Department of Medicine, Medstar Georgetown University Hospital, 3800 Reservoir Road, NW, G3041 Gorman Bldg, 3rd floor, Washington, DC, 20007-2113, USA, Manie.Juneja@gunet.georgetown.edu.
BACKGROUND AND AIMS:
The protease inhibitors (PIs) boceprevir and telaprevir are currently standard treatment as part of triple therapy regimens (TTx) for chronic HCV genotype 1 (GT1) patients. In this preliminary analysis, we have compared demographic variables, polypharmacy, and Charlson's comorbid index (CCI) with Rapid Virological Response (RVR) and extended RVR (eRVR) rates in HCV GT1 patients receiving PI containing TTx.
Retrospective descriptive cohort study.
Among 74 HCV patients (46 M, 28 F; age: 54.43 ± 9.52 years; African Americans: 59.5 %) in this initial analysis, 44 % achieved RVR. All these RVR patients also achieved eRVR. Patients achieving RVR and eRVR were 50 ± 11.7 (mean ± SD) years old, compared to 58 ± 5.2 years without an RVR (p < 0.005). The average number of medications taken by patients achieving RVR and eRVR was 5 ± 2.7 compared to 9.24 ± 3.4 in patients not achieving RVR and eRVR (p < 0.005). Twenty-five percent of patients who were not on CYP3A4 inhibitors had an RVR and eRVR compared to 63.2 % who were taking CYP3A4 inhibitors (p = 0.001). Patients achieving RVR and eRVR had a lower CCI (1.61 ± 1.37) compared to those not achieving RVR and eRVR (2.8 ± 2.7; p = 0.02). Multivariate analysis also revealed a significant correlation between increased polypharmacy and CCI with lower RVR and eRVR rates.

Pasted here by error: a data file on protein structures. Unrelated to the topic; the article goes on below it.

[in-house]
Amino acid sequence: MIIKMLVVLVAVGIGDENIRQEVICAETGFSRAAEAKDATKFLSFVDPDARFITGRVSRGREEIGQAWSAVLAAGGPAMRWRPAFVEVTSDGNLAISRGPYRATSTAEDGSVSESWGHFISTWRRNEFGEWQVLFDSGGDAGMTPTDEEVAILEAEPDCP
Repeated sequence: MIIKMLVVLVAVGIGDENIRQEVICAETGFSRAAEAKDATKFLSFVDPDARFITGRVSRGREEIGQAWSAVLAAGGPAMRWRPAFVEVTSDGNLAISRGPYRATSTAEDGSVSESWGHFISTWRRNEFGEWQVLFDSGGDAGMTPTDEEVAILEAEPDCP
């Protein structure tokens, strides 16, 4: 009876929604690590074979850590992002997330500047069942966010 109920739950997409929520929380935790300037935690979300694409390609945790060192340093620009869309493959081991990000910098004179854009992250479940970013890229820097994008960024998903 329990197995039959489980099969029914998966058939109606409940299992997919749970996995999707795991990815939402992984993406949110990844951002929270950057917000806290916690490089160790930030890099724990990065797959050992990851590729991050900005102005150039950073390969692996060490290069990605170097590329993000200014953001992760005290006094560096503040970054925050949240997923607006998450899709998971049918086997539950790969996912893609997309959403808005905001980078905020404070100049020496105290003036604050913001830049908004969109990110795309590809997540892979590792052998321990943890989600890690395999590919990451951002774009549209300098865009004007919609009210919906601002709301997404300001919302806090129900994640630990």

These preliminary treatment data demonstrate that increased polypharmacy and higher degrees of comorbidity decrease RVR and eRVR rates among patients receiving first generation PI-containing TTx regimens.